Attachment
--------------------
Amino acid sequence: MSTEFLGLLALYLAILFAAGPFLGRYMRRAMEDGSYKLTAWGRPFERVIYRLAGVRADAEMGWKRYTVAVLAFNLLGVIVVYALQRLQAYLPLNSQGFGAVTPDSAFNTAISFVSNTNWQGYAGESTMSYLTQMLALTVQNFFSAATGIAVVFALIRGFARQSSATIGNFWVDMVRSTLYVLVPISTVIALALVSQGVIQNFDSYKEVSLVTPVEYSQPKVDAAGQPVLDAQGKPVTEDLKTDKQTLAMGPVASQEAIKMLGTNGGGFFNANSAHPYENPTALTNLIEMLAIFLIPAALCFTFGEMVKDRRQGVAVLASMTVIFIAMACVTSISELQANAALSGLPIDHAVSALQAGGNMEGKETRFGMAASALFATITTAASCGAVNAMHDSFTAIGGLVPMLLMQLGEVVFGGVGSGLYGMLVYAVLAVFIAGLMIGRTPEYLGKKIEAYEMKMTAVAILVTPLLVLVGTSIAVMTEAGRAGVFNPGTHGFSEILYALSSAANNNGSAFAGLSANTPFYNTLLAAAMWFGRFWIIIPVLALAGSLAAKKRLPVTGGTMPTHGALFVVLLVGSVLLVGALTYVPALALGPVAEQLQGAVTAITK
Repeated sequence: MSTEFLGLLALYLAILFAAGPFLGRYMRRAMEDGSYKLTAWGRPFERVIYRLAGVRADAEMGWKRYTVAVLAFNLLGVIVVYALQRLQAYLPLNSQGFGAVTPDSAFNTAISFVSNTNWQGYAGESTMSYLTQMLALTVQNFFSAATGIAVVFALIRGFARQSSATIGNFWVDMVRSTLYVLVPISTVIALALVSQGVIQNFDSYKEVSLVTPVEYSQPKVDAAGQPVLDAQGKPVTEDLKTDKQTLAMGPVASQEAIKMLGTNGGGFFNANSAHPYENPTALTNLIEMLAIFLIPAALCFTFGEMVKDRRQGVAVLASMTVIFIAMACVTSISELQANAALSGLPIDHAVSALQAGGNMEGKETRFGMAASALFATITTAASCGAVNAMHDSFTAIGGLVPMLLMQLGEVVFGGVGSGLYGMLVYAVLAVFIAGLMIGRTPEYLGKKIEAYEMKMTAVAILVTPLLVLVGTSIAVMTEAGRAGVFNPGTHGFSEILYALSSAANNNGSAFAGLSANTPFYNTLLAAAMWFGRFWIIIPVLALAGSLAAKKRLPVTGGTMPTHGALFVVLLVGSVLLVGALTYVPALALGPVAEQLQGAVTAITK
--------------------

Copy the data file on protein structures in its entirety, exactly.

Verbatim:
Amino acid sequence: MSTEFLGLLALYLAILFAAGPFLGRYMRRAMEDGSYKLTAWGRPFERVIYRLAGVRADAEMGWKRYTVAVLAFNLLGVIVVYALQRLQAYLPLNSQGFGAVTPDSAFNTAISFVSNTNWQGYAGESTMSYLTQMLALTVQNFFSAATGIAVVFALIRGFARQSSATIGNFWVDMVRSTLYVLVPISTVIALALVSQGVIQNFDSYKEVSLVTPVEYSQPKVDAAGQPVLDAQGKPVTEDLKTDKQTLAMGPVASQEAIKMLGTNGGGFFNANSAHPYENPTALTNLIEMLAIFLIPAALCFTFGEMVKDRRQGVAVLASMTVIFIAMACVTSISELQANAALSGLPIDHAVSALQAGGNMEGKETRFGMAASALFATITTAASCGAVNAMHDSFTAIGGLVPMLLMQLGEVVFGGVGSGLYGMLVYAVLAVFIAGLMIGRTPEYLGKKIEAYEMKMTAVAILVTPLLVLVGTSIAVMTEAGRAGVFNPGTHGFSEILYALSSAANNNGSAFAGLSANTPFYNTLLAAAMWFGRFWIIIPVLALAGSLAAKKRLPVTGGTMPTHGALFVVLLVGSVLLVGALTYVPALALGPVAEQLQGAVTAITK
Repeated sequence: MSTEFLGLLALYLAILFAAGPFLGRYMRRAMEDGSYKLTAWGRPFERVIYRLAGVRADAEMGWKRYTVAVLAFNLLGVIVVYALQRLQAYLPLNSQGFGAVTPDSAFNTAISFVSNTNWQGYAGESTMSYLTQMLALTVQNFFSAATGIAVVFALIRGFARQSSATIGNFWVDMVRSTLYVLVPISTVIALALVSQGVIQNFDSYKEVSLVTPVEYSQPKVDAAGQPVLDAQGKPVTEDLKTDKQTLAMGPVASQEAIKMLGTNGGGFFNANSAHPYENPTALTNLIEMLAIFLIPAALCFTFGEMVKDRRQGVAVLASMTVIFIAMACVTSISELQANAALSGLPIDHAVSALQAGGNMEGKETRFGMAASALFATITTAASCGAVNAMHDSFTAIGGLVPMLLMQLGEVVFGGVGSGLYGMLVYAVLAVFIAGLMIGRTPEYLGKKIEAYEMKMTAVAILVTPLLVLVGTSIAVMTEAGRAGVFNPGTHGFSEILYALSSAANNNGSAFAGLSANTPFYNTLLAAAMWFGRFWIIIPVLALAGSLAAKKRLPVTGGTMPTHGALFVVLLVGSVLLVGALTYVPALALGPVAEQLQGAVTAITK